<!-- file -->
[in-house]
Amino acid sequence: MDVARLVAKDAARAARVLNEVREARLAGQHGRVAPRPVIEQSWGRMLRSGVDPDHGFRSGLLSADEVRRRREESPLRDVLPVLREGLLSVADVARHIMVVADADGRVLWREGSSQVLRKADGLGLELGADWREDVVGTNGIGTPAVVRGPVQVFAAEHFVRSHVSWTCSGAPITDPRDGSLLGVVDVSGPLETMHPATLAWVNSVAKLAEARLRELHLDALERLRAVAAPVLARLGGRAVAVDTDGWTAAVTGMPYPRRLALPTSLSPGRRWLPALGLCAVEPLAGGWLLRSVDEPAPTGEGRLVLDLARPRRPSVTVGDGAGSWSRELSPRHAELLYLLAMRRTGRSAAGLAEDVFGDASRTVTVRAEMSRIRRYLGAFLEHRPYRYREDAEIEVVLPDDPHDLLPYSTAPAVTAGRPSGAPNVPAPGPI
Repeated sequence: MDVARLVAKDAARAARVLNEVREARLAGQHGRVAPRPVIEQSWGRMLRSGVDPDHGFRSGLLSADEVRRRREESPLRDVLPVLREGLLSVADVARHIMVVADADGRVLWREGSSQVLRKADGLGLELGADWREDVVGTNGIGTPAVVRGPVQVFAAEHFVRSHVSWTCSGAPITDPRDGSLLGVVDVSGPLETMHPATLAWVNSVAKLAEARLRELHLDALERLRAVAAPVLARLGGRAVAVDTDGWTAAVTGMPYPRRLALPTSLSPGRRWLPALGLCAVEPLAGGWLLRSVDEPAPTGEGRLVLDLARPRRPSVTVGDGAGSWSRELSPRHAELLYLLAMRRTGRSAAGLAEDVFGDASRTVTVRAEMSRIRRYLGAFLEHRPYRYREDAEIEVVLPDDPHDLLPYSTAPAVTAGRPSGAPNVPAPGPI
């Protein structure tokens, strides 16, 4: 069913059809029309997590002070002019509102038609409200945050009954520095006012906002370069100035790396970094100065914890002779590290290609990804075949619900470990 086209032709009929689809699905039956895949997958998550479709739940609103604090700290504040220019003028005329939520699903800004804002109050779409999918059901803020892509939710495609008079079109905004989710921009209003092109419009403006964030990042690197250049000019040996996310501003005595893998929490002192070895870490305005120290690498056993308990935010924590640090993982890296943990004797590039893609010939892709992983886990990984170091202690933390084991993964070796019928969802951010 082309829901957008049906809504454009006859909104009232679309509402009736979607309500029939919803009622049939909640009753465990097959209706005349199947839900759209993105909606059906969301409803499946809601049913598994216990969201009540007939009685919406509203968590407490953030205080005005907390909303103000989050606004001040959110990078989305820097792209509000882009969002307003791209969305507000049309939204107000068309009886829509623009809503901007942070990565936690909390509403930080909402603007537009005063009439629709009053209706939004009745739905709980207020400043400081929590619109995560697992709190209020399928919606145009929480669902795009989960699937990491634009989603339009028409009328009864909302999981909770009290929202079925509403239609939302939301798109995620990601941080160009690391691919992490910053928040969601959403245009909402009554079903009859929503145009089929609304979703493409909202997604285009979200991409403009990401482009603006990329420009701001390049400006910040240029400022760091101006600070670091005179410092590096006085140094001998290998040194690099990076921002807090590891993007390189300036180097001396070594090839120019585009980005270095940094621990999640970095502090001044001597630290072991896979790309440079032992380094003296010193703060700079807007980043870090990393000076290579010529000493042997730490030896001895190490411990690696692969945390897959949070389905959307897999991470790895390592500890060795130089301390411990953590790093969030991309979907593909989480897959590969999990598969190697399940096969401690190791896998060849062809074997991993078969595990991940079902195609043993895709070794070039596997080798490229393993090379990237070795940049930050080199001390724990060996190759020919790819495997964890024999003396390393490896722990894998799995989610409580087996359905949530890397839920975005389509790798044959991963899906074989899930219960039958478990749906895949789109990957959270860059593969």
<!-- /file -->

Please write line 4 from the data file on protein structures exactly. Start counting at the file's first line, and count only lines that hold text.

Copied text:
């Protein structure tokens, strides 16, 4: 069913059809029309997590002070002019509102038609409200945050009954520095006012906002370069100035790396970094100065914890002779590290290609990804075949619900470990 086209032709009929689809699905039956895949997958998550479709739940609103604090700290504040220019003028005329939520699903800004804002109050779409999918059901803020892509939710495609008079079109905004989710921009209003092109419009403006964030990042690197250049000019040996996310501003005595893998929490002192070895870490305005120290690498056993308990935010924590640090993982890296943990004797590039893609010939892709992983886990990984170091202690933390084991993964070796019928969802951010 082309829901957008049906809504454009006859909104009232679309509402009736979607309500029939919803009622049939909640009753465990097959209706005349199947839900759209993105909606059906969301409803499946809601049913598994216990969201009540007939009685919406509203968590407490953030205080005005907390909303103000989050606004001040959110990078989305820097792209509000882009969002307003791209969305507000049309939204107000068309009886829509623009809503901007942070990565936690909390509403930080909402603007537009005063009439629709009053209706939004009745739905709980207020400043400081929590619109995560697992709190209020399928919606145009929480669902795009989960699937990491634009989603339009028409009328009864909302999981909770009290929202079925509403239609939302939301798109995620990601941080160009690391691919992490910053928040969601959403245009909402009554079903009859929503145009089929609304979703493409909202997604285009979200991409403009990401482009603006990329420009701001390049400006910040240029400022760091101006600070670091005179410092590096006085140094001998290998040194690099990076921002807090590891993007390189300036180097001396070594090839120019585009980005270095940094621990999640970095502090001044001597630290072991896979790309440079032992380094003296010193703060700079807007980043870090990393000076290579010529000493042997730490030896001895190490411990690696692969945390897959949070389905959307897999991470790895390592500890060795130089301390411990953590790093969030991309979907593909989480897959590969999990598969190697399940096969401690190791896998060849062809074997991993078969595990991940079902195609043993895709070794070039596997080798490229393993090379990237070795940049930050080199001390724990060996190759020919790819495997964890024999003396390393490896722990894998799995989610409580087996359905949530890397839920975005389509790798044959991963899906074989899930219960039958478990749906895949789109990957959270860059593969």